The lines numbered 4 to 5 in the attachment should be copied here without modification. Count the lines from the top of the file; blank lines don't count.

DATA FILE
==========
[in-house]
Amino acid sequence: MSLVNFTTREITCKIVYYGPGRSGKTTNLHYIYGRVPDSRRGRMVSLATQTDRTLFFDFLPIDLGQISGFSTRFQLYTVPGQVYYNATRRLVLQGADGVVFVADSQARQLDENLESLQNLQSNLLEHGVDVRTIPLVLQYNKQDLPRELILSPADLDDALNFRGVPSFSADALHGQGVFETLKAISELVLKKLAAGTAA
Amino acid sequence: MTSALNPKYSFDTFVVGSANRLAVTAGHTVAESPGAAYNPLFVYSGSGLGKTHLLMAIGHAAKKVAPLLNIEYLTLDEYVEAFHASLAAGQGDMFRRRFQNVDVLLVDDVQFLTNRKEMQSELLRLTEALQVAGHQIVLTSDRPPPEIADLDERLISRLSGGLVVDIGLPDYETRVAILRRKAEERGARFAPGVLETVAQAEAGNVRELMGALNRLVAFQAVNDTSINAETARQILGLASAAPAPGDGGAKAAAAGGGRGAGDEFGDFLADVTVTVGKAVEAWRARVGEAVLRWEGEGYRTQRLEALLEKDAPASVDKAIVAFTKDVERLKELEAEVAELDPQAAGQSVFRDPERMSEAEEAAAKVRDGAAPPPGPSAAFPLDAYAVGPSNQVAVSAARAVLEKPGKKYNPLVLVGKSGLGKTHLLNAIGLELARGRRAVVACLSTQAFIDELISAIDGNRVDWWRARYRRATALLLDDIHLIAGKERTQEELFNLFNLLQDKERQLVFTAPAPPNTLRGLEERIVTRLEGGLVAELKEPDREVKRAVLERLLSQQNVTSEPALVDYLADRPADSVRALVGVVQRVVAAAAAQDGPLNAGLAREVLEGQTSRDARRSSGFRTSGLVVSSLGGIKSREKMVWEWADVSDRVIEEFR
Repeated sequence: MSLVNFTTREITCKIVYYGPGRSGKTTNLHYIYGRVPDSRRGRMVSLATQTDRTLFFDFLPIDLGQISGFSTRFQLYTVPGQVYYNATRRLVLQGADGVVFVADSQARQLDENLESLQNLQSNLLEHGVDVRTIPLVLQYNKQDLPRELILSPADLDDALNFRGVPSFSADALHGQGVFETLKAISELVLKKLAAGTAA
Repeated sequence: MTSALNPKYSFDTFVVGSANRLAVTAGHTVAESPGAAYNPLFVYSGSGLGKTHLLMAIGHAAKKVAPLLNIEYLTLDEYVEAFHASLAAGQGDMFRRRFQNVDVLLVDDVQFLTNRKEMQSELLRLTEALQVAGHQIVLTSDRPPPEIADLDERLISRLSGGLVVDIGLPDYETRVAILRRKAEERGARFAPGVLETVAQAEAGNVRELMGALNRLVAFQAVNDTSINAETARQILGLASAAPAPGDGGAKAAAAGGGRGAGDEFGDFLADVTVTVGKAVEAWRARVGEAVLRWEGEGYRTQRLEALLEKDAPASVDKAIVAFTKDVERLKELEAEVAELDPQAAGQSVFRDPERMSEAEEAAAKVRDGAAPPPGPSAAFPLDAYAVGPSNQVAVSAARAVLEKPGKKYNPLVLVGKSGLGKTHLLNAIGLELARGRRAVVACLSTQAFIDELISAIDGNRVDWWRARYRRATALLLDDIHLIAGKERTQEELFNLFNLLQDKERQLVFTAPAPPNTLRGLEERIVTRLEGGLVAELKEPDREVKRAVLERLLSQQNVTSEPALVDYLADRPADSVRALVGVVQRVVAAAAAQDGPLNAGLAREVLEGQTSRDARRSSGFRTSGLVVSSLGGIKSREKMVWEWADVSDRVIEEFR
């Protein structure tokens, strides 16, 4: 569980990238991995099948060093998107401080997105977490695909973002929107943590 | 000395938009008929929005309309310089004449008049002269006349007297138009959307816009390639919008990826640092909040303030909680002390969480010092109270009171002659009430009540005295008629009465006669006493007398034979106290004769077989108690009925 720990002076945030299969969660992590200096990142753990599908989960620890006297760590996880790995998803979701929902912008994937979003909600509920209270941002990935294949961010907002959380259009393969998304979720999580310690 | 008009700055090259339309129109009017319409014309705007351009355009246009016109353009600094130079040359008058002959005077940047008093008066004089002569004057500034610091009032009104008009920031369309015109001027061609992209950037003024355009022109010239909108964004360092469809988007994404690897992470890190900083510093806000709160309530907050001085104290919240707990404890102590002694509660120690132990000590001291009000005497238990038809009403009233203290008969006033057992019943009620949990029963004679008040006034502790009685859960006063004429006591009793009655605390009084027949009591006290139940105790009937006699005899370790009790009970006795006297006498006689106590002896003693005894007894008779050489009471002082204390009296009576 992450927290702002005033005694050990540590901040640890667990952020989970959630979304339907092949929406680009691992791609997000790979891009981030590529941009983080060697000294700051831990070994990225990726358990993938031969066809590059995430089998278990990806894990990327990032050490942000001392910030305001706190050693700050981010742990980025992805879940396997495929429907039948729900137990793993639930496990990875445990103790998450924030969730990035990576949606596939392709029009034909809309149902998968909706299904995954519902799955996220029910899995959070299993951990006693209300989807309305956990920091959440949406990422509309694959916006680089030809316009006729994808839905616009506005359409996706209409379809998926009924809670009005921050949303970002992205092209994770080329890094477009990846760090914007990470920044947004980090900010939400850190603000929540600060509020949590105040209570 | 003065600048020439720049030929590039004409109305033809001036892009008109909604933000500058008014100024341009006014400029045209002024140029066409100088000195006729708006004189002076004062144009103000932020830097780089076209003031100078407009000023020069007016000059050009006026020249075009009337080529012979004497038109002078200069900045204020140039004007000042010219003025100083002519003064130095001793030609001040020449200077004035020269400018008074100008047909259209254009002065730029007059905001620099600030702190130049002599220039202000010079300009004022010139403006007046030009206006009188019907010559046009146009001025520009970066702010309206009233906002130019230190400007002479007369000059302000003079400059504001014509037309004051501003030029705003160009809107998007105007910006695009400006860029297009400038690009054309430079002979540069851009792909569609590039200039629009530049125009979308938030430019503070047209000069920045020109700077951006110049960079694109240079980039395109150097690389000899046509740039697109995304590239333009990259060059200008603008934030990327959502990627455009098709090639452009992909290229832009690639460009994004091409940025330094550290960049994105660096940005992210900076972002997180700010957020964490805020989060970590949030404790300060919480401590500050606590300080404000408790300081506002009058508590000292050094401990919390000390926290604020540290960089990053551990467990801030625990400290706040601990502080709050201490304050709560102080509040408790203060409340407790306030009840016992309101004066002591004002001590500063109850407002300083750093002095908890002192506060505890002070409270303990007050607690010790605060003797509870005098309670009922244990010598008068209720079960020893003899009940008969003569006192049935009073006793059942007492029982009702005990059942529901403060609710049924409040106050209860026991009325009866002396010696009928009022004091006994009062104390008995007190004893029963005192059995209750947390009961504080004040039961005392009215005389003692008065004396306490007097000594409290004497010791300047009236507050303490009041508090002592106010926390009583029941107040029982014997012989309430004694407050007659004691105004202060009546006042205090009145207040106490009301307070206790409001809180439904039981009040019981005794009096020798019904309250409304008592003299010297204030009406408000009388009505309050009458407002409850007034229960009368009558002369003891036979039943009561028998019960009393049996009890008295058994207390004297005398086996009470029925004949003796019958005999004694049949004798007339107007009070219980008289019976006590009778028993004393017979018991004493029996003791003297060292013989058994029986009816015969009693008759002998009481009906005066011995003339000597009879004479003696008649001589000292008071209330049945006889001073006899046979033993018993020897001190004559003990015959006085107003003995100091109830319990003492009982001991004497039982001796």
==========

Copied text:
Repeated sequence: MSLVNFTTREITCKIVYYGPGRSGKTTNLHYIYGRVPDSRRGRMVSLATQTDRTLFFDFLPIDLGQISGFSTRFQLYTVPGQVYYNATRRLVLQGADGVVFVADSQARQLDENLESLQNLQSNLLEHGVDVRTIPLVLQYNKQDLPRELILSPADLDDALNFRGVPSFSADALHGQGVFETLKAISELVLKKLAAGTAA
Repeated sequence: MTSALNPKYSFDTFVVGSANRLAVTAGHTVAESPGAAYNPLFVYSGSGLGKTHLLMAIGHAAKKVAPLLNIEYLTLDEYVEAFHASLAAGQGDMFRRRFQNVDVLLVDDVQFLTNRKEMQSELLRLTEALQVAGHQIVLTSDRPPPEIADLDERLISRLSGGLVVDIGLPDYETRVAILRRKAEERGARFAPGVLETVAQAEAGNVRELMGALNRLVAFQAVNDTSINAETARQILGLASAAPAPGDGGAKAAAAGGGRGAGDEFGDFLADVTVTVGKAVEAWRARVGEAVLRWEGEGYRTQRLEALLEKDAPASVDKAIVAFTKDVERLKELEAEVAELDPQAAGQSVFRDPERMSEAEEAAAKVRDGAAPPPGPSAAFPLDAYAVGPSNQVAVSAARAVLEKPGKKYNPLVLVGKSGLGKTHLLNAIGLELARGRRAVVACLSTQAFIDELISAIDGNRVDWWRARYRRATALLLDDIHLIAGKERTQEELFNLFNLLQDKERQLVFTAPAPPNTLRGLEERIVTRLEGGLVAELKEPDREVKRAVLERLLSQQNVTSEPALVDYLADRPADSVRALVGVVQRVVAAAAAQDGPLNAGLAREVLEGQTSRDARRSSGFRTSGLVVSSLGGIKSREKMVWEWADVSDRVIEEFR